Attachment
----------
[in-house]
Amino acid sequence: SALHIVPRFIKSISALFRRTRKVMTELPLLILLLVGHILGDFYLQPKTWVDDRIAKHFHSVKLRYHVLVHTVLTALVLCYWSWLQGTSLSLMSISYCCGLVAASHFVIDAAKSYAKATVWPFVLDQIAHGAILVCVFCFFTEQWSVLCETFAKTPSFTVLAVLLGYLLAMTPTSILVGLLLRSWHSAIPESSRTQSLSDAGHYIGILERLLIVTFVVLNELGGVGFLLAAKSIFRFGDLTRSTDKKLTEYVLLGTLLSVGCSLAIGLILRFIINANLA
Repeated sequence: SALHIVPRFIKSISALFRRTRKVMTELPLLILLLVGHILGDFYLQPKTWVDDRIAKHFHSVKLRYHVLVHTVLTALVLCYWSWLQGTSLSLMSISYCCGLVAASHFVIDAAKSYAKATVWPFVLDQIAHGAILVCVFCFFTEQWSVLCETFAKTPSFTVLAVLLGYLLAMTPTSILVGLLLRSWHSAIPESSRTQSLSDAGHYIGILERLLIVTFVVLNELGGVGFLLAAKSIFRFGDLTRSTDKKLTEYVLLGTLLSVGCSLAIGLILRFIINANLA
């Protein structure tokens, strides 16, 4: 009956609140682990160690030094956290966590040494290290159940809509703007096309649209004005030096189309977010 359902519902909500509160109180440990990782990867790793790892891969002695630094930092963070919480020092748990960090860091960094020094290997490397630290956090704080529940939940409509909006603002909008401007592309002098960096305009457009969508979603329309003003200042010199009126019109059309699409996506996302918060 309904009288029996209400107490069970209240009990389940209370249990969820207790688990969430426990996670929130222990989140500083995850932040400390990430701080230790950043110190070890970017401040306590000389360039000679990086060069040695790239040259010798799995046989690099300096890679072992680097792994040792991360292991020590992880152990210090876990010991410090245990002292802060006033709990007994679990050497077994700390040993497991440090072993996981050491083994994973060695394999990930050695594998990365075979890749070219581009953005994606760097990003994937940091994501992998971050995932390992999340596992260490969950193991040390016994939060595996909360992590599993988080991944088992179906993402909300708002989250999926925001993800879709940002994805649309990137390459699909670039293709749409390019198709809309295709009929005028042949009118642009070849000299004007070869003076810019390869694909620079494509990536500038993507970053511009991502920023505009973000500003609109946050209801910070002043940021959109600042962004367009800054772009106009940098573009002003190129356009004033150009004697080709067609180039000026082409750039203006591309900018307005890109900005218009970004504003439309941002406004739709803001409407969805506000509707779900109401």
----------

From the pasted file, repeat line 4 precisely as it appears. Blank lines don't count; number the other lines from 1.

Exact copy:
């Protein structure tokens, strides 16, 4: 009956609140682990160690030094956290966590040494290290159940809509703007096309649209004005030096189309977010 359902519902909500509160109180440990990782990867790793790892891969002695630094930092963070919480020092748990960090860091960094020094290997490397630290956090704080529940939940409509909006603002909008401007592309002098960096305009457009969508979603329309003003200042010199009126019109059309699409996506996302918060 309904009288029996209400107490069970209240009990389940209370249990969820207790688990969430426990996670929130222990989140500083995850932040400390990430701080230790950043110190070890970017401040306590000389360039000679990086060069040695790239040259010798799995046989690099300096890679072992680097792994040792991360292991020590992880152990210090876990010991410090245990002292802060006033709990007994679990050497077994700390040993497991440090072993996981050491083994994973060695394999990930050695594998990365075979890749070219581009953005994606760097990003994937940091994501992998971050995932390992999340596992260490969950193991040390016994939060595996909360992590599993988080991944088992179906993402909300708002989250999926925001993800879709940002994805649309990137390459699909670039293709749409390019198709809309295709009929005028042949009118642009070849000299004007070869003076810019390869694909620079494509990536500038993507970053511009991502920023505009973000500003609109946050209801910070002043940021959109600042962004367009800054772009106009940098573009002003190129356009004033150009004697080709067609180039000026082409750039203006591309900018307005890109900005218009970004504003439309941002406004739709803001409407969805506000509707779900109401």